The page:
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===[TASK]=== Rome Barracks Update


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Some tweaks, removed the barrel and the grid.

Decided to play around with the rome barracks.

Despite of the direction you end up following with the layout, here are some suggestions with the structural parts:   Use thicker wall wood beams. The wood beams on the walls are currently t

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I'd look to the split buildings instead of the original barracks, the iron grate and floating arches were a problem in the original, while the crenellations look better than they were sitting directly on the floor, I don't know why the merlons are thicker than the rest, I'd fix that

that said i do like the layout and transition from covered walk to the open one

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1 hour ago, Nescio said:

They're a Celtic invention. Barrels were only gradually adopted by the Romans in imperial times (post AD). 

That's why I read this forum. I mean, how do you even know such thing...

Edited by coworotel
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  • 11 months later...

I don't know what it is. It just looks less "balanced" than the old one, like you took the old one, mirrored it, and made it worse somehow. lol. Sorry if I can't quite put my finger on it. While I still have an interest in architecture and an eye for aesthetics, I haven't taken Architectural theory in 17 years. :) 

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8 minutes ago, wowgetoffyourcellphone said:

I don't know what it is. It just looks less "balanced" than the old one, like you took the old one, mirrored it, and made it worse somehow. lol. Sorry if I can't quite put my finger on it. While I still have an interest in architecture and an eye for aesthetics, I haven't taken Architectural theory in 17 years. :) 

yes is visual balance related with psychology (affects design 3D, 2D, architecture... ).

Quote

Gestalt Principles
How humans perceive patterns can be directly attributed to the Gestalt principles. Our brains are wired to see symmetry and balance of a unified whole, hence the visual perception of the synchronising elements together. Gestalt principles are built on aspects like similarity, continuation, closure, proximity and figure/ground.

These principles tend to trick the brain as optical illusions so thorough attention should be practised by designers. Humans tend to go to the path of the least resistance. When we are presented with extensive information, we simplify and deconstruct to its most straightforward meaning.

For example, when viewing a building façade from different perspectives, the rhythmic language often represents balance through the consolidated elements. Lines that converge from a single viewpoint create the illusion of depth and scale. The brain makes sense of the visual system by deductive reasoning.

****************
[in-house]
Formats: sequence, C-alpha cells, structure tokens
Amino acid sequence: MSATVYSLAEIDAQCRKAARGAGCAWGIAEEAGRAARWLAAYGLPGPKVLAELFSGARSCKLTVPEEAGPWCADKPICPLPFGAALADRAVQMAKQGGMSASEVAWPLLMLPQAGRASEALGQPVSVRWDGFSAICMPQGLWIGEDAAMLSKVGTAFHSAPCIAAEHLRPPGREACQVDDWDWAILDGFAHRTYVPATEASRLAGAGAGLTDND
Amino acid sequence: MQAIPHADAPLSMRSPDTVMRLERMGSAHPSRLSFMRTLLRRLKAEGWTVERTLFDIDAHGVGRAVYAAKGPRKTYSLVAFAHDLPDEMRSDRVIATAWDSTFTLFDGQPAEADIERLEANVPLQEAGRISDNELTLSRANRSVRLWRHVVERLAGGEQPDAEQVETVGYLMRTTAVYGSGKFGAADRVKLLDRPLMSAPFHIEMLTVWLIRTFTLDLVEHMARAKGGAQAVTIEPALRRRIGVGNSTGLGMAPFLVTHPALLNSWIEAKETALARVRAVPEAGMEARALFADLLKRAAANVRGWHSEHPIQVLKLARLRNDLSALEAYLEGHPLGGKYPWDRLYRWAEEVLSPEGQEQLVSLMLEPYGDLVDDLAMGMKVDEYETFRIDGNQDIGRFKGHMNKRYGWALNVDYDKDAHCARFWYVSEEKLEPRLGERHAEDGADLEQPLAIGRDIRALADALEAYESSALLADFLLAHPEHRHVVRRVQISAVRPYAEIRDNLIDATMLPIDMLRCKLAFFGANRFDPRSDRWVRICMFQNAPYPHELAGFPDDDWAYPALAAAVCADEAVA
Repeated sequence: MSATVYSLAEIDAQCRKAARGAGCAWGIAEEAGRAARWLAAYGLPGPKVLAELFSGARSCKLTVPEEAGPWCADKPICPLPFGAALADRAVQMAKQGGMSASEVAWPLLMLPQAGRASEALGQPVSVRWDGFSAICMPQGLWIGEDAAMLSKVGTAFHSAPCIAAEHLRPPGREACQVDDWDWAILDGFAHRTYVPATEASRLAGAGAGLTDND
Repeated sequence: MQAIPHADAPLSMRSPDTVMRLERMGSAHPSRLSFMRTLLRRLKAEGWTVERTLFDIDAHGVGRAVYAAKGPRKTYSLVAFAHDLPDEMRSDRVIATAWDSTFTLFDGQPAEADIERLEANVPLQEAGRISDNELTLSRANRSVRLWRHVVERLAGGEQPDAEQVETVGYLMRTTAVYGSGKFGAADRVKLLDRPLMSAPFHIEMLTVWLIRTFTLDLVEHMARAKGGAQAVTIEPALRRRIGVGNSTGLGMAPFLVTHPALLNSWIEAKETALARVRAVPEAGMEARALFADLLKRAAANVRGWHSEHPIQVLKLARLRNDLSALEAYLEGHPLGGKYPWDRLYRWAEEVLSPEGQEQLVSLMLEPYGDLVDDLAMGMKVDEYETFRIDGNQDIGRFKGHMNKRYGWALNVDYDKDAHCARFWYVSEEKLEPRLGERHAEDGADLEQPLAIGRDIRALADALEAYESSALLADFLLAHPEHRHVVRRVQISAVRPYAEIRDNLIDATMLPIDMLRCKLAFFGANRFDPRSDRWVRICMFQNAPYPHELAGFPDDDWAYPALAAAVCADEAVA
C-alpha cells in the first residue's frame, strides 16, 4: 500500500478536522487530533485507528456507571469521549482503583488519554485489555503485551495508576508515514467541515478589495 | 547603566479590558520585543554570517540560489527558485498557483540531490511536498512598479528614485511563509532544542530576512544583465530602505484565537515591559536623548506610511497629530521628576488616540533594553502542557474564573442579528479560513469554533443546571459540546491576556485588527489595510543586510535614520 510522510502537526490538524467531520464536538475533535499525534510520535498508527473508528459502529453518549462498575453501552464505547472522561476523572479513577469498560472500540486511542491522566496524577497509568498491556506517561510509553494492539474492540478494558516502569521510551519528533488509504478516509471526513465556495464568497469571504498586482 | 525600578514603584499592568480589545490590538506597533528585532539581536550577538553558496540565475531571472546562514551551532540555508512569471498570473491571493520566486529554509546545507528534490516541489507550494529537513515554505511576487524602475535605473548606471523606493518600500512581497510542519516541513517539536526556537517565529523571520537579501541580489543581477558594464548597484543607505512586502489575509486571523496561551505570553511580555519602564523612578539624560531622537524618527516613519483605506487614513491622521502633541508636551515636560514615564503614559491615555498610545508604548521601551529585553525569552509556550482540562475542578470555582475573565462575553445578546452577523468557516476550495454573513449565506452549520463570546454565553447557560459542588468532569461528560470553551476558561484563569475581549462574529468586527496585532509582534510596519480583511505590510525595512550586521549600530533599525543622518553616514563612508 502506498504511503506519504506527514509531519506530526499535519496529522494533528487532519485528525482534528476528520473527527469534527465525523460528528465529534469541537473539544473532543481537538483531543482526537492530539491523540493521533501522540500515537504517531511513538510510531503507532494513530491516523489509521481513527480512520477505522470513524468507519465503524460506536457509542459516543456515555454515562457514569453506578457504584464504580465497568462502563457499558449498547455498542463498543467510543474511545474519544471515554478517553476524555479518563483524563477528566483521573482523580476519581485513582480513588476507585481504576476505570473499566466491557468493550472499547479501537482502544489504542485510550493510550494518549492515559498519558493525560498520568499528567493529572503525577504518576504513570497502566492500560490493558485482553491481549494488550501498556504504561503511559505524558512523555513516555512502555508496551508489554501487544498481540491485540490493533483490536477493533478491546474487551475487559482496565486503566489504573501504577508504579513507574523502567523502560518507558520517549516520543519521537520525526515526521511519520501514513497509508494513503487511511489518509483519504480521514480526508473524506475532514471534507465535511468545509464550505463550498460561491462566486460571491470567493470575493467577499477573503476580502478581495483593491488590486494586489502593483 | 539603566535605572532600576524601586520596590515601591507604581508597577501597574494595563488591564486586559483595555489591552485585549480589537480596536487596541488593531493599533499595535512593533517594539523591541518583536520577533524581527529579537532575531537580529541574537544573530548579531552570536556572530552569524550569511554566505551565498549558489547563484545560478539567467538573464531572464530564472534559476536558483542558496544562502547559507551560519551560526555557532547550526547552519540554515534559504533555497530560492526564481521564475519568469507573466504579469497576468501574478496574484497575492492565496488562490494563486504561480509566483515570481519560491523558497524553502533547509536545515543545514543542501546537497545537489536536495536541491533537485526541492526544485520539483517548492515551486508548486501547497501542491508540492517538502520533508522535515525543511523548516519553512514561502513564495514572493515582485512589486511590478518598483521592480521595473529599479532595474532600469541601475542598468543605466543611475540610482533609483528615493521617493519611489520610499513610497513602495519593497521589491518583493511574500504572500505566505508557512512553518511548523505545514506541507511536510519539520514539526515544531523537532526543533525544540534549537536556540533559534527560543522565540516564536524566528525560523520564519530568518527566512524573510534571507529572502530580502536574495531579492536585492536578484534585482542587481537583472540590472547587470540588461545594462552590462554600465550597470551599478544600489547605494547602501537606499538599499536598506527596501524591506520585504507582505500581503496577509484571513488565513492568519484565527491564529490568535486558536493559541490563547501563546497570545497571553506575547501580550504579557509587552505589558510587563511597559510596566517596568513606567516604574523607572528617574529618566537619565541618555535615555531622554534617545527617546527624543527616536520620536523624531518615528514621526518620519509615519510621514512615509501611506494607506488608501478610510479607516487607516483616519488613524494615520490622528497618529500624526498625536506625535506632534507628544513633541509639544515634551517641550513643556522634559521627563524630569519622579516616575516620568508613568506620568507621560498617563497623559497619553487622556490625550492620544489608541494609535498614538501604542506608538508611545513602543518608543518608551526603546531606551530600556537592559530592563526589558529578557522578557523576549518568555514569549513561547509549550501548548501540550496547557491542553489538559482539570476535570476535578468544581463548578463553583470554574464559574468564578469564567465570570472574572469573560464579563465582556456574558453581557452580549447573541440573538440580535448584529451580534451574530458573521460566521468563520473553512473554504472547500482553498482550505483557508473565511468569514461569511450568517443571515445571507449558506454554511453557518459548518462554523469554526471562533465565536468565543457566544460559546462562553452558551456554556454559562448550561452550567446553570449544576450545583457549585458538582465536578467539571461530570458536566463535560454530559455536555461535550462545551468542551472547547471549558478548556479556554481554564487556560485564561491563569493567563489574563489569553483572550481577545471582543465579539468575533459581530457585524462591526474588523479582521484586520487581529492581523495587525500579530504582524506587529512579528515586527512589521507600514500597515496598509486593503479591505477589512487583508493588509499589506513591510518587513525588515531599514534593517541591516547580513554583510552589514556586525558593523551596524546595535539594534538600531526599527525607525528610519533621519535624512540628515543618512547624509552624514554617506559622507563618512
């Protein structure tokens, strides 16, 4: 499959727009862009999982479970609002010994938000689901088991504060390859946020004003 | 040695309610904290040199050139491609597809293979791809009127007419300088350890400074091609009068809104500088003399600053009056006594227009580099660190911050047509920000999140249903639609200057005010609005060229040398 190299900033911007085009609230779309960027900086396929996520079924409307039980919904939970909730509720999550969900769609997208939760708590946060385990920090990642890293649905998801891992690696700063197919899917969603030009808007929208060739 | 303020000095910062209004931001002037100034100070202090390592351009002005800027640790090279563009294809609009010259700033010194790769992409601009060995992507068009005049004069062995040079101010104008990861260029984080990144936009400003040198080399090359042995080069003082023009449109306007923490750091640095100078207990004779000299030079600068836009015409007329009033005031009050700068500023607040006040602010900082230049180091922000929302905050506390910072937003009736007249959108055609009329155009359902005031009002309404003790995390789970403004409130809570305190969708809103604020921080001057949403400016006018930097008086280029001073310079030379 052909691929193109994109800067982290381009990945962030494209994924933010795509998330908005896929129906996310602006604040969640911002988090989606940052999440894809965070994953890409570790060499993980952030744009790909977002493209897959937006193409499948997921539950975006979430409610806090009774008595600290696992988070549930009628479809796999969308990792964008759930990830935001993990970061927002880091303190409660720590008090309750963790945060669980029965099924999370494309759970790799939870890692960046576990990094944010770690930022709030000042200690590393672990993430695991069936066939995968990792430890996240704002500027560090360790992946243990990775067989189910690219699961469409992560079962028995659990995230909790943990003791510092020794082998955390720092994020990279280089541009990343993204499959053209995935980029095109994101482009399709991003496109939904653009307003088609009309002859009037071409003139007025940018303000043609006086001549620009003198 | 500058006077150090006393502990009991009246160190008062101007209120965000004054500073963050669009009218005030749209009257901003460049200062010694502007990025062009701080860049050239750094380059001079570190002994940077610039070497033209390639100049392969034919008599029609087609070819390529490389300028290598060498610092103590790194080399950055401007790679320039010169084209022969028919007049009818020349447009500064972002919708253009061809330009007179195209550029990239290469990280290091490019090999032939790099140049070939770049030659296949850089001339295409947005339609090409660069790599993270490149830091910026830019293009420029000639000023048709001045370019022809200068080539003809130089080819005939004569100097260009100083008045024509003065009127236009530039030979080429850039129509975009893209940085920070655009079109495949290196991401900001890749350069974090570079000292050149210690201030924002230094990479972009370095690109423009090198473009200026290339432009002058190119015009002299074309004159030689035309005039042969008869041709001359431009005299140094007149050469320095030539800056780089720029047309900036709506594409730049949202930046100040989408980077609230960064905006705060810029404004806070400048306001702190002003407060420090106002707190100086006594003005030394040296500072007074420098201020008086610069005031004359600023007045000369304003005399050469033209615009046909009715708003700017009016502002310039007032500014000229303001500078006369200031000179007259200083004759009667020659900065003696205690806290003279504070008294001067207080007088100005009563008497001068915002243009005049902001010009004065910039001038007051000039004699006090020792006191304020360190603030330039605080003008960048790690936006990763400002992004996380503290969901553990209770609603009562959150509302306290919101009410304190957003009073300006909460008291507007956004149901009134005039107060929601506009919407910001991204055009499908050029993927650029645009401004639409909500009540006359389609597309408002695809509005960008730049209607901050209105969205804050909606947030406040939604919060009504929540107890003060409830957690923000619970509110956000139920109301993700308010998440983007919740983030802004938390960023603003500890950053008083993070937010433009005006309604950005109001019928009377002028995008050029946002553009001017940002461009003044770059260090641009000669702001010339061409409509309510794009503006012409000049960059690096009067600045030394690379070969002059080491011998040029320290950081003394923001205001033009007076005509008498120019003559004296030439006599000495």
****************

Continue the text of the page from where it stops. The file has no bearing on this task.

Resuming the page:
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  • 3 weeks later...

Despite of the direction you end up following with the layout, here are some suggestions with the structural parts:

 

Use thicker wall wood beams. The wood beams on the walls are currently too thin. Making them thicker will provide a sturdier feel. Also use the "X" pattern which is very characteristic of romans:

image.png

 

For the "boringness" of the walls, you can throw some "indent" arches. I think Pureon also used them in some roman houses.

image.png

 

Banners and shields hanging on walls: I think it is a great eye-candy catcher to spice up walls and give the military feel. It is a decoration element used in several of the barracks in-game that works pretty well.

image.pngimage.png

 

Investigate adding different roofing levels:

         -Except few exceptions (Persians and Seleucids) the barracks often have roof elevation variations to spice up the shilouette, while keeping the "U" shape layout:

image.png

 

For further structural inspiration, you could take a look at AC:Origins and AC:Odissey cities screenshots, or fire up the game if you have them. You can get very nice ideas and keep the historical accurracy.

 

cheers!

 

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OH, and @Stan`, although @Nesciois right on those barrels, they did have baskets in all shapes, and also boxes in all sizes and lengths - just make sure they are covered with something rain-proof if exposed to rain/wind outside. You can create variation on that front to replace barrels. If buildings can be tidied up it will make the hellenistic civ "looks" progressively more realistic, but it is also good to have some real variation because too much "order" is also not right as you know.

Stuff was generally stored indoors, behind locks and in boxes, because otherwise people would steal the stuff of course. But surely there is some license for a computer game, even for the most evil classicist :gandalf_w:

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